Zoological Society of London(ZSL)

EDGE of Existence Programme

Giant Anteater
Giant Anteater

The grant project supports the founder of the EDGE concept, (ZSL)’s EDGE of Existence programme, established in 2007. ZSL works with scientists and conservationists to increase the number of taxonomic groups with EDGE priority lists, maintains and updates existing lists, and uses them to support locally-led conservation action. On the EDGE Conservation has embarked on a comprehensive five-year commitment to ZSL’s EDGE of Existence programme, which will:

  • build local capacity to conserve priority EDGE species by supporting EDGE Fellows and EDGE Heroes (Sandeep Das and the purple frog in India; Rotsinomena Andriamisedra and the aye-aye in Madagascar; Micaela Camino and the Chacoan peccary in Argentina; Arnaud Marius Tchassem Fokoua and the Bamboutos egg frog in Cameroon);
  • enhance the ZSL team’s capacity to communicate effectively and carry out robust social science research and impact evaluation.
  • advance the science that underpins the prioritisation of EDGE species, enabling discussion and debate at key international conferences, and supporting PhD and postdoctoral research;
  • facilitate the networking of EDGE Fellows, Heroes, and staff by supporting attendance at training courses and conferences.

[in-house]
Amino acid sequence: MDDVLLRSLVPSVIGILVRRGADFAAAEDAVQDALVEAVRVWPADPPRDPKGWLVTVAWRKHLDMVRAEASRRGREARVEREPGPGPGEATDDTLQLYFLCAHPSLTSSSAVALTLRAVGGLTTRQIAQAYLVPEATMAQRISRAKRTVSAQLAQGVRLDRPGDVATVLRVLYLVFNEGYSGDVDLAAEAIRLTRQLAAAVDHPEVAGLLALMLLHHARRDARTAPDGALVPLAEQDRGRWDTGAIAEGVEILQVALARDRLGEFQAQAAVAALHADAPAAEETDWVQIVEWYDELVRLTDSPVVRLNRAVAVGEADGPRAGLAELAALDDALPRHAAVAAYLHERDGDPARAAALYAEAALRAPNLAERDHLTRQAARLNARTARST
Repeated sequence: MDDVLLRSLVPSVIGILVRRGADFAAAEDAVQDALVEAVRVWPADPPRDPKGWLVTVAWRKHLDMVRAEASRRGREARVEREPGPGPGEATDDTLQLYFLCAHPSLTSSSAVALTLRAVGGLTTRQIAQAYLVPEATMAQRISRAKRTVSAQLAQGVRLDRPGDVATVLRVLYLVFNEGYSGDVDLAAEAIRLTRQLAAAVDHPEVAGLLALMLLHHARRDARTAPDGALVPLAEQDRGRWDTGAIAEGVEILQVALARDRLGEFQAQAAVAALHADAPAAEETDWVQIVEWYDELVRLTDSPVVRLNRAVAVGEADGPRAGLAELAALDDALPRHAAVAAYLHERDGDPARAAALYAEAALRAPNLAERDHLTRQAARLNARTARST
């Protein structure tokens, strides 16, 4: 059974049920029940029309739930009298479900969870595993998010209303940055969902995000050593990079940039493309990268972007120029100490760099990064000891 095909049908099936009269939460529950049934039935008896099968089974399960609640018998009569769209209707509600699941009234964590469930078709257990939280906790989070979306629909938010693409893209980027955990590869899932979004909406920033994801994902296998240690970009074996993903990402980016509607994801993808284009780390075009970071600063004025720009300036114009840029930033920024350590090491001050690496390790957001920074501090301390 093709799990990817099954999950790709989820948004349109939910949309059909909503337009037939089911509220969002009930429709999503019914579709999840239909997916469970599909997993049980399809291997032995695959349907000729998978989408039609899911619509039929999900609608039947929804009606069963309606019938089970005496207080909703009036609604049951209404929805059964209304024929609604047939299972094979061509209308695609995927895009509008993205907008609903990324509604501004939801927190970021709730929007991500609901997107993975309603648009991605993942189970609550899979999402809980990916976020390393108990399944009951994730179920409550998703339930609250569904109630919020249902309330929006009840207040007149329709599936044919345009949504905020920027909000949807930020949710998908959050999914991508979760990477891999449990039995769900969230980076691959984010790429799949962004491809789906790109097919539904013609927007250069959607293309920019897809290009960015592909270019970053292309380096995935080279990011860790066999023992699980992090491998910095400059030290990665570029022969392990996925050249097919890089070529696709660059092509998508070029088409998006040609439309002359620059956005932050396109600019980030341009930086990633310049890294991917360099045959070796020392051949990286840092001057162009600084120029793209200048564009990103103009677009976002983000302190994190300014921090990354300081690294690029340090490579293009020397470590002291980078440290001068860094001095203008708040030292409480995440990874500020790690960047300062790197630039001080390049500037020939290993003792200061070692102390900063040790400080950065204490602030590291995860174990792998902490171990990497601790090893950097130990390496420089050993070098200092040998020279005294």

Groupe d’Etude et de Recherche sur les Primates (GERP)

Saving the aye-aye from the brink of extinction

This grant project aims to protect the aye-aye in Madagascar, by empowering local community leaders to protect forests and by reducing threats to the species from forest degradation and human persecution.

This project will build on GERP’s success to date and will include aye-aye conservation and threat reduction in two key forest habitats: the Manombo forest and Maromizaha Protected Area. The project will include:

  • Community members working as forest patrollers and applying their SMART training for improved monitoring and reporting.
  • Community members planting fruit trees to increase food sources for the aye-aye.
  • Community members being trained in the production of fuel-efficient Kamado cooking stoves in order to reduce reliance on harvesting wood for fuel, which affects aye-aye habitats.
  • GERP leading the annual World Lemur Festival to increase awareness about the aye-aye and leading environmental education in schools at both sites.
  • Capacity-building training for GERP’s team to increase awareness of and change local attitudes towards the aye-aye in both sites.